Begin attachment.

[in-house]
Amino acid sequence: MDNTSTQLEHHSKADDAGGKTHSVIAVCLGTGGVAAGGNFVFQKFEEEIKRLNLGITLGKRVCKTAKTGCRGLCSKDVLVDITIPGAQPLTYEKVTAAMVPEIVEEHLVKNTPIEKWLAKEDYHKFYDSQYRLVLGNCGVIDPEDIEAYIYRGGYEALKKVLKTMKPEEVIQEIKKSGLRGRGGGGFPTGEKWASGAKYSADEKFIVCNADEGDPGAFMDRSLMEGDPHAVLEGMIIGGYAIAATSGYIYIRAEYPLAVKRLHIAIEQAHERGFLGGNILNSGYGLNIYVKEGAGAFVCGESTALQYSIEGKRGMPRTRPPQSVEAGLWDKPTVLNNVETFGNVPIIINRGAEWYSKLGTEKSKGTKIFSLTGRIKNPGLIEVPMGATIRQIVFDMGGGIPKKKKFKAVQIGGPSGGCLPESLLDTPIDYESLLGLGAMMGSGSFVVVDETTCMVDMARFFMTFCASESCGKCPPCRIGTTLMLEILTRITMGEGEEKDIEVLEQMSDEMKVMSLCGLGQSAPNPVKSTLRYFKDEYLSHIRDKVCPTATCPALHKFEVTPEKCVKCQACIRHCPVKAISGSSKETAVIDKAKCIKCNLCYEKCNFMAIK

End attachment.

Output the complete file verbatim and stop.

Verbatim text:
[in-house]
Amino acid sequence: MDNTSTQLEHHSKADDAGGKTHSVIAVCLGTGGVAAGGNFVFQKFEEEIKRLNLGITLGKRVCKTAKTGCRGLCSKDVLVDITIPGAQPLTYEKVTAAMVPEIVEEHLVKNTPIEKWLAKEDYHKFYDSQYRLVLGNCGVIDPEDIEAYIYRGGYEALKKVLKTMKPEEVIQEIKKSGLRGRGGGGFPTGEKWASGAKYSADEKFIVCNADEGDPGAFMDRSLMEGDPHAVLEGMIIGGYAIAATSGYIYIRAEYPLAVKRLHIAIEQAHERGFLGGNILNSGYGLNIYVKEGAGAFVCGESTALQYSIEGKRGMPRTRPPQSVEAGLWDKPTVLNNVETFGNVPIIINRGAEWYSKLGTEKSKGTKIFSLTGRIKNPGLIEVPMGATIRQIVFDMGGGIPKKKKFKAVQIGGPSGGCLPESLLDTPIDYESLLGLGAMMGSGSFVVVDETTCMVDMARFFMTFCASESCGKCPPCRIGTTLMLEILTRITMGEGEEKDIEVLEQMSDEMKVMSLCGLGQSAPNPVKSTLRYFKDEYLSHIRDKVCPTATCPALHKFEVTPEKCVKCQACIRHCPVKAISGSSKETAVIDKAKCIKCNLCYEKCNFMAIK